An old cement mill located near the intersection of River Road and Trough Road is the site of part of the Civil War Battle of Shepherdstown, which was the final engagement of the Battle of Antietam.
Many people have been working to save all of the land upon which the Battle of Shepherdstown took place. Unlike some of the property, the cement mill is owned by a willing seller. I think we should jump at the chance to get this property into public hands for eventual transfer to the Antietam Battlefield National Historical Park. To further help in that effort I'm going to dedicate a large portion of the Community Participation Project (CPP) money I'm allotted this year to that effort (as a story in last week's Chronicle indicated). I have already helped get two state grants of $100,000 each that can be used for this.
I support the effort for two reasons. I believe that preserving the site of the Battle of Shepherdstown will significantly increase tourism in Jefferson County, particularly if it is made part of the Antietam Battlefield Park. And I believe it's important to save the site of every major battlefield we can, to honor our country's history.
The state of Maryland makes a big deal about promoting tourism at Antietam. While Shepherdstown already benefits from this I'm convinced it will benefit much more if the site of the Battle of Shepherdstown is an actual part of the Antietam National Park. Shepherdstown would also get additional benefit if the battlefield were made a part of the Harpers Ferry National Historical Park, as long as the two national parks worked together to promote "the Antietam Campaign."
Confederate General Robert E. Lee's Antietam Campaign began with the Battle of Harpers Ferry and ended with the Battle of Shepherdstown. Interestingly, the Old Standard Quarry site was an integral part of the Battle of Harpers Ferry. Should I have a chance to help make it part of the Harpers Ferry National Historical Park I will certainly take it.
Surely we cannot preserve the site of every engagement of the wars fought on our nation's soil. But we should preserve the sites of the important ones. And Shepherdstown is seriously important.
The attack on Lee's rearguard by the 118th Pennsylvania Volunteers (the "Corn-Exchange" Regiment, so-called because it was raised at the Philadelphia Corn Exchange) was a tactical failure but a strategic victory for the Union. The 118th took heavy casualties and had to withdraw. However, Lee had been planning to re-enter northern territory at Williamsport but abandoned that plan after he learned the fellows in blue had crossed the Potomac to come after him.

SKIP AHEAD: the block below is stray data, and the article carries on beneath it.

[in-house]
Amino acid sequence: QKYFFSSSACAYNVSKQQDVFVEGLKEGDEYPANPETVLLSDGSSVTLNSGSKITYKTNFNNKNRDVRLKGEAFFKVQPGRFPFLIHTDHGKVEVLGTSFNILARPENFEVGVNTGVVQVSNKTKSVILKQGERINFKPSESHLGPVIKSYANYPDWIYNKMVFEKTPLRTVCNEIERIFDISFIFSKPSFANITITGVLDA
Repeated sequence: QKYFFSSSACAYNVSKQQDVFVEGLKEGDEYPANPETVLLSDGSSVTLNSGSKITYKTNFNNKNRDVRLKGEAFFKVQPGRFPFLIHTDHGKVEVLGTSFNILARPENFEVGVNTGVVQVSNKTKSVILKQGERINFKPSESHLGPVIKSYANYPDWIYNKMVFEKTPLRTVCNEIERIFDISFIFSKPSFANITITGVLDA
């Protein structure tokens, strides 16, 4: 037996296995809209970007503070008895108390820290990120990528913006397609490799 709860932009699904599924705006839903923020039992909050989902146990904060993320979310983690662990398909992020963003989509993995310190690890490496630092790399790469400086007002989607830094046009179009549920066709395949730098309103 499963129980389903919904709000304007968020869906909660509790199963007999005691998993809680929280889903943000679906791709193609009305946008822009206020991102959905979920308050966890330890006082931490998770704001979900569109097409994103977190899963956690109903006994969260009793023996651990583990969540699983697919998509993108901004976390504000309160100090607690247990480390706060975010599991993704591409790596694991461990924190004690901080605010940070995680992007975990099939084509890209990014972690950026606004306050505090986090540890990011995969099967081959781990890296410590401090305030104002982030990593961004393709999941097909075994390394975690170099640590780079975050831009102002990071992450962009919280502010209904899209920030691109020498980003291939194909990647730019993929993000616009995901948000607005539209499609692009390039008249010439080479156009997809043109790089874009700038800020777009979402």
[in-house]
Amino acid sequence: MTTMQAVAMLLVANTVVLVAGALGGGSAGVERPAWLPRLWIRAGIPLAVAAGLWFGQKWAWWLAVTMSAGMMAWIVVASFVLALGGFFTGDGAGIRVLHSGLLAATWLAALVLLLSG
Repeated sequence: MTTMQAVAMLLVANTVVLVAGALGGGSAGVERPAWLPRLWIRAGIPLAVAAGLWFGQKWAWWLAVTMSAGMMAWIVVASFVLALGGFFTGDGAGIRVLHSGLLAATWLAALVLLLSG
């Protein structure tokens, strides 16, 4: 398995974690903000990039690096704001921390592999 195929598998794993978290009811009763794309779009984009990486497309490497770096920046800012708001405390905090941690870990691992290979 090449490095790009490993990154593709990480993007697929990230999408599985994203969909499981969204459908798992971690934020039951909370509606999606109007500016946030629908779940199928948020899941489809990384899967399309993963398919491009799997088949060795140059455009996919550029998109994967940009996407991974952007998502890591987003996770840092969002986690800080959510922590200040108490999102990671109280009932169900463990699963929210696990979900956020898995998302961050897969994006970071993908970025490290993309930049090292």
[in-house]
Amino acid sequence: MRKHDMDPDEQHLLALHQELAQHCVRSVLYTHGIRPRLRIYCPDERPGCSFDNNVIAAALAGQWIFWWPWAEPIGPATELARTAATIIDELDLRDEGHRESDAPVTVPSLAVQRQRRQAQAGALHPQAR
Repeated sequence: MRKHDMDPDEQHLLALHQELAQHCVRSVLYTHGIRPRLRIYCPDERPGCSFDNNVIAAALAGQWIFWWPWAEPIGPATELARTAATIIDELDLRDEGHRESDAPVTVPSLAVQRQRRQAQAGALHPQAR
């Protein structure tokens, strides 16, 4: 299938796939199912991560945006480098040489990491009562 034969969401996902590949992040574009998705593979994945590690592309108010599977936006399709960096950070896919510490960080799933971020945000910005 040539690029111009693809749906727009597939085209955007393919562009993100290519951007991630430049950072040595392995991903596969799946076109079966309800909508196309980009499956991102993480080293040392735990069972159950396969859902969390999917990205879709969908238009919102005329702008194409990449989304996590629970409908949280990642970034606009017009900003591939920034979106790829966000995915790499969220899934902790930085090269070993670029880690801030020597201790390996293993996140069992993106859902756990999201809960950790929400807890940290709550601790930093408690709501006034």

This enabled President Abraham Lincoln to execute what I consider the two most important political decisions of the entire Civil War, the issuance of the Emancipation Proclamation and the admission of West Virginia to the Union by executive order. The Emancipation Proclamation was the death knell for slavery and the admission of West Virginia was the nail in the coffin of "states' rights" as that idea was understood before the war. (Somebody should explain the latter to Ken Burns, who put together 10 full hours of television on the Civil War pretending the admission of West Virginia never happened.)
Some opponents of preserving the Shepherdstown battlefield charge that the idea is to simply preserve any green space available. Nonsense. I know we'll have development and I know we need job growth. But this effort is about preserving a very special piece of gound.
I was an infantry officer in the Vietnam War. I was in charge of a rifle platoon. I believe that serving one's country in uniform is as honorable an act as any a human being can perform. The site of the Battle of Shepherdstown is indeed "hallowed ground" and should be preserved.
Some have argued that local government should not participate in this effort because there would be no local money to maintain the area.
I share that concern, but that's not what's being proposed. However, some of those same folks have also said that we shouldn't "buy the land and then give it away." They can't have it both ways. The expense of maintenance either is or is not a reason for inaction, but it cannot be both at the same time.
CPP grants are funded by money allocated to individual legislators for projects in their districts they want to help. Years ago a similar fund was called the "Legislative Budget Digest." Money was distributed very unevenly from that fund. For ten years I was Vice Chair of the Finance Committee and was alotted about a million dollars a year for such projects. Most other legislators were given much less money, some as little as a few thousand dollars. At the time I was replaced as Finance Vice Chair the "Digest" was abolished and replaced by the CPPs. CPP money is distributed equally to each member of the House of Delegates and equally to each state senator. Since the Senate and the House divide the money equally and there are approximately three times as many delegates as senators each senator gets about three times as much CPP money as each delegate.
From year to year I have been allotted anywhere from $65,000 to about $100,000 for CPPs. Some of the money is restricted to certain categories (Health and Human Resources, Libraries, Education, Emergency Services and Senior Services). That money cannot be used for the battlefield project. But the rest of it (approximately half in most years) can be. I will assign the first $25,000 of non-restricted money toward purchasing the cement mill, and even more, should my non-restricted allotment exceed $35,000.
I lost the vice chairmanship of finance because the gentleman who appointed me retired after 10 years as speaker of the house. In the race to succeed him I voted for the fellow who lost in the Democratic caucus. I would love to have kept that vice chairmanship but if I was going to lose it, hey, I picked the perfect year (when CPPs replaced the Digest).